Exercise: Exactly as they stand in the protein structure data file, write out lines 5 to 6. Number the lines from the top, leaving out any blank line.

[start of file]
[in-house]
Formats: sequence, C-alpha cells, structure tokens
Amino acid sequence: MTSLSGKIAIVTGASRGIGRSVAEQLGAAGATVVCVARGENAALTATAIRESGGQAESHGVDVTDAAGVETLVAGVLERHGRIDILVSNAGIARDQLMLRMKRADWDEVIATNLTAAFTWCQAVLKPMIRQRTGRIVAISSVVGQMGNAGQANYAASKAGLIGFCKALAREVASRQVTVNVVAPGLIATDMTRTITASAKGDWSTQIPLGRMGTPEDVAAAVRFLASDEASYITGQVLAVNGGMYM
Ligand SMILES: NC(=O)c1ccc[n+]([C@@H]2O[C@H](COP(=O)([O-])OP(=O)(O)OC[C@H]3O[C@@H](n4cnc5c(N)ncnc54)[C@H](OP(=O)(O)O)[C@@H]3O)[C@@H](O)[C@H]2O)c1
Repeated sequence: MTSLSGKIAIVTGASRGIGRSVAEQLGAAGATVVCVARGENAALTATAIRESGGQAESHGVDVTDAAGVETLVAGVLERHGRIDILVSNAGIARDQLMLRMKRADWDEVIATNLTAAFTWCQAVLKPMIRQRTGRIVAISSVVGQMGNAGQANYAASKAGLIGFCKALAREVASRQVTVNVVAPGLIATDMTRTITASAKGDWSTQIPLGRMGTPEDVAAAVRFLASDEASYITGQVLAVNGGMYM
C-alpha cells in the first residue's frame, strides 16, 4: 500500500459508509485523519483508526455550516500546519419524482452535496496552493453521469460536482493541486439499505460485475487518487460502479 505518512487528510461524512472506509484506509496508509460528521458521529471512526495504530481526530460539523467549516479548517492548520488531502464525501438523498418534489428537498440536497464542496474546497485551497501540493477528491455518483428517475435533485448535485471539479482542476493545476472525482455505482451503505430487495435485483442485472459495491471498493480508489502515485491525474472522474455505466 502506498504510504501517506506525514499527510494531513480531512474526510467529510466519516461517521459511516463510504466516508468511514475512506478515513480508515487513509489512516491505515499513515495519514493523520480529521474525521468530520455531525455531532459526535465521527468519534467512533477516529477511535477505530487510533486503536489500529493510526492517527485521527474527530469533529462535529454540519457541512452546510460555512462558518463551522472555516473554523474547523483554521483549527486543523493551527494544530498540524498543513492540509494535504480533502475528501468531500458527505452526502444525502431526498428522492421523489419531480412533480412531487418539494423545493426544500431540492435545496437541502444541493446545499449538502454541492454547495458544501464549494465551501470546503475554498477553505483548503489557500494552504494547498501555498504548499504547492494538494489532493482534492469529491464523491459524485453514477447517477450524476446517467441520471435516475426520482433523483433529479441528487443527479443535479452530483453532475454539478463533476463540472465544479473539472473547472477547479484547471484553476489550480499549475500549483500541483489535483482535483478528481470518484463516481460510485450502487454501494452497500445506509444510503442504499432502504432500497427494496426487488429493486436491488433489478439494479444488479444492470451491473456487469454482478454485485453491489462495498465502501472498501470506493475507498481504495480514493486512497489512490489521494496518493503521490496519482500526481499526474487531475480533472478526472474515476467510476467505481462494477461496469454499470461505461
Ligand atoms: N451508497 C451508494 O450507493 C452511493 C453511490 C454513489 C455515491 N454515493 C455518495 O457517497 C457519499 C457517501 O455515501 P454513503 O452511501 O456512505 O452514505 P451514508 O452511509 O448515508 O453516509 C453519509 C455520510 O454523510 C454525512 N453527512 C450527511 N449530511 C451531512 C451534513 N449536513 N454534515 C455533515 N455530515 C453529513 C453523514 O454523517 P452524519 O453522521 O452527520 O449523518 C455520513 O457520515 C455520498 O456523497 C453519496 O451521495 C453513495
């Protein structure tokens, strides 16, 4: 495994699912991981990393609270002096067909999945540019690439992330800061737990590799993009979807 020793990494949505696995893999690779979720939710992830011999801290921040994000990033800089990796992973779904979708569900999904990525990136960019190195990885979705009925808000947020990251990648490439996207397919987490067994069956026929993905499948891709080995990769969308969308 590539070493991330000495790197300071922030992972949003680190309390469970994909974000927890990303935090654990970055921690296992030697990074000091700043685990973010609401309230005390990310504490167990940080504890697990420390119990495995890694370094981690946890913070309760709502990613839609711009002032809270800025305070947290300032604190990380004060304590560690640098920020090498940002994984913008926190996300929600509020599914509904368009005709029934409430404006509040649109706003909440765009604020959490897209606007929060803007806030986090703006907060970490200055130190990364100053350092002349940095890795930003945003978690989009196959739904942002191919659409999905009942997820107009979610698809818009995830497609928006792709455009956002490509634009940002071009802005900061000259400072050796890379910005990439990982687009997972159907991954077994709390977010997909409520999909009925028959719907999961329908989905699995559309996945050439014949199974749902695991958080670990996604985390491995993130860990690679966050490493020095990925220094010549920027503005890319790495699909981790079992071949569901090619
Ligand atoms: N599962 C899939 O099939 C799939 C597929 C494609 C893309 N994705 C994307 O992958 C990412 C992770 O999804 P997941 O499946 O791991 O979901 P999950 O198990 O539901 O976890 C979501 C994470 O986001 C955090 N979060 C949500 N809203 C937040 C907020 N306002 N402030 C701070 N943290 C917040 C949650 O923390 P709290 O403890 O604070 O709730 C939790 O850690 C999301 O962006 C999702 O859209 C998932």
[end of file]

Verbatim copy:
Repeated sequence: MTSLSGKIAIVTGASRGIGRSVAEQLGAAGATVVCVARGENAALTATAIRESGGQAESHGVDVTDAAGVETLVAGVLERHGRIDILVSNAGIARDQLMLRMKRADWDEVIATNLTAAFTWCQAVLKPMIRQRTGRIVAISSVVGQMGNAGQANYAASKAGLIGFCKALAREVASRQVTVNVVAPGLIATDMTRTITASAKGDWSTQIPLGRMGTPEDVAAAVRFLASDEASYITGQVLAVNGGMYM
C-alpha cells in the first residue's frame, strides 16, 4: 500500500459508509485523519483508526455550516500546519419524482452535496496552493453521469460536482493541486439499505460485475487518487460502479 505518512487528510461524512472506509484506509496508509460528521458521529471512526495504530481526530460539523467549516479548517492548520488531502464525501438523498418534489428537498440536497464542496474546497485551497501540493477528491455518483428517475435533485448535485471539479482542476493545476472525482455505482451503505430487495435485483442485472459495491471498493480508489502515485491525474472522474455505466 502506498504510504501517506506525514499527510494531513480531512474526510467529510466519516461517521459511516463510504466516508468511514475512506478515513480508515487513509489512516491505515499513515495519514493523520480529521474525521468530520455531525455531532459526535465521527468519534467512533477516529477511535477505530487510533486503536489500529493510526492517527485521527474527530469533529462535529454540519457541512452546510460555512462558518463551522472555516473554523474547523483554521483549527486543523493551527494544530498540524498543513492540509494535504480533502475528501468531500458527505452526502444525502431526498428522492421523489419531480412533480412531487418539494423545493426544500431540492435545496437541502444541493446545499449538502454541492454547495458544501464549494465551501470546503475554498477553505483548503489557500494552504494547498501555498504548499504547492494538494489532493482534492469529491464523491459524485453514477447517477450524476446517467441520471435516475426520482433523483433529479441528487443527479443535479452530483453532475454539478463533476463540472465544479473539472473547472477547479484547471484553476489550480499549475500549483500541483489535483482535483478528481470518484463516481460510485450502487454501494452497500445506509444510503442504499432502504432500497427494496426487488429493486436491488433489478439494479444488479444492470451491473456487469454482478454485485453491489462495498465502501472498501470506493475507498481504495480514493486512497489512490489521494496518493503521490496519482500526481499526474487531475480533472478526472474515476467510476467505481462494477461496469454499470461505461